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Old 03-10-2006, 07:29 PM   #1  
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Default Thrust Reversers

Hello, I'm new to this forum and I have a question about TRs. What is the average time that it takes to fully deploy a clam shell type thrust reverser, and approx how much in percentage will they decrease landing distance? Thanks in advance.
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Old 03-10-2006, 09:06 PM   #2  
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To the best of my knowledge, for the clamb-shell type, you have imediate deployment which provides aerodynamic braking, and then the (apx.) 6 seconds for spool up time. But then again, one system varies from the next.

Somebody chime in if I am way off...
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Old 03-11-2006, 04:54 AM   #3  
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Citation Encore takes about 4 seconds to deploy enough that some reverse thrust is noted at low speeds (taxiing), and about 2 seconds to deploy enough that aerodynamic braking occurs at high speeds (landing). Either way, it takes about 4-5 seconds before the "clam-shell" doors have fully deployed and additional thrust can be added.

Don't know about how much they decrease the landing distance, but have seen regarding the following corrections to landing distance figures with the TRs inop (these come from the CRJ performance manuals and factory approved procedures):

one or both TR(s) inop: increase required distance by factor of 1.10 (10%) for landing and 1.15 (15%) for takeoffs.
Thrust reverser inop operations limited to Dry/Damp (non-contaminated) runways only.


Performance charts for TRs operative indicate landing distance of 3500 feet.
If TR's are inoperative, multiply distance by 1.10 for an inop distance of 3850'.
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Old 03-11-2006, 08:47 PM   #4  
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i know it saves the brake pads.... a few pounds extra burned is alot cheaper than runnin thru braking equip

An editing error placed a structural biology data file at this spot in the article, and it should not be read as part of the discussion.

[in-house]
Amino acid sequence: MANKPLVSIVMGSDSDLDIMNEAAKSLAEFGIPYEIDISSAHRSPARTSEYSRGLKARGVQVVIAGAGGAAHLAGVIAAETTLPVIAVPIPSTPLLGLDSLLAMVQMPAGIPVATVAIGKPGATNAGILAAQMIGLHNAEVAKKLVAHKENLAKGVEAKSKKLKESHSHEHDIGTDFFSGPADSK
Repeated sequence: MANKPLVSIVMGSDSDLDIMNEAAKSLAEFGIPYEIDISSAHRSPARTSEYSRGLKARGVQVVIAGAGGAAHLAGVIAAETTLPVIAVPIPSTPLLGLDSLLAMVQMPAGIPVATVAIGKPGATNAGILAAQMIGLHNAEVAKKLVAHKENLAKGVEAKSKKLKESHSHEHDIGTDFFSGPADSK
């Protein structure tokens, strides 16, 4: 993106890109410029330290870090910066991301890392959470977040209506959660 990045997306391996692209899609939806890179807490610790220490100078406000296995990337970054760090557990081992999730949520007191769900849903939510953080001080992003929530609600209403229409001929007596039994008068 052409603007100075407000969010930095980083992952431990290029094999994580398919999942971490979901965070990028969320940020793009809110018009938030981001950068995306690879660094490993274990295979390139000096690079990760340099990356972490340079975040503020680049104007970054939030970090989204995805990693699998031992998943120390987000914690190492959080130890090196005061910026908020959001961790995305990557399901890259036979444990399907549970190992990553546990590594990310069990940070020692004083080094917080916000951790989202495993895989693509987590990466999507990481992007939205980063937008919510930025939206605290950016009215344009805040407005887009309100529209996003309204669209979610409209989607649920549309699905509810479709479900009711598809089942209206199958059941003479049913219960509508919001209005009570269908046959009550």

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Old 03-11-2006, 09:19 PM   #5  
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Originally Posted by aspiring_pilot
i know it saves the brake pads.... a few pounds extra burned is alot cheaper than runnin thru braking equip
Also for airline ops where you want to turn the plane around quickly the TR's are important because if you land without them, the brakes will get VERY hot and it can take an hour+ for them to cool down to the point where you can take off again...
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Old 03-12-2006, 10:30 AM   #6  
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The Sabreliner takes about 3-4 seconds to deploy the reversers. Once they are out, they take about 3 more seconds to spool. Honestly, this is the first aircraft that I have flown with a clamshell type reverser and find them relatively poor. The brakes are much more effective. Speaking only from a pilots perspective, a cascading reverser is MUCH more effective (with a clamshell you are limited to around 70-75 percent N1 and they will burn the paint off the pylon if left out too long, but the cascading reverser gives you 100% N1 and you can use them to slow the airplane while taxiing. The amount of power you can use depends on the stow time vs. the spool down time of the engine.)
The positive thing is that Clamshells come out everytime and never when you don't want them too. Not the same with a corporate jet with a cascading system.

Take Care!
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Old 03-12-2006, 06:04 PM   #7  
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In the ERJ at the operation I flew at we hardly ever used them. Supposedly new generation brakes work best at high temperatures.
I have read in the Turbine Flight Manual text that reversers typically dont do much. They may decrease rollout by a small percentage but have been used to reduce (older generation) brake wear.
I talked once with a retired L-1011 capt. where I asked him the same question. He laughingly relpied "I thought they (reversers) just made noise."

It is obvious, however, that brakes do the most work along with spoilers.

Last edited by flyerNy; 03-12-2006 at 06:11 PM.
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Old 03-15-2006, 03:07 PM   #8  
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There is a great article in Business and Commercial Aviation this month about how thrust reversers work (and how they don't.) The FAA's new stance is that people should not count on them when doing landing numbers. Read the article, it's pretty good!
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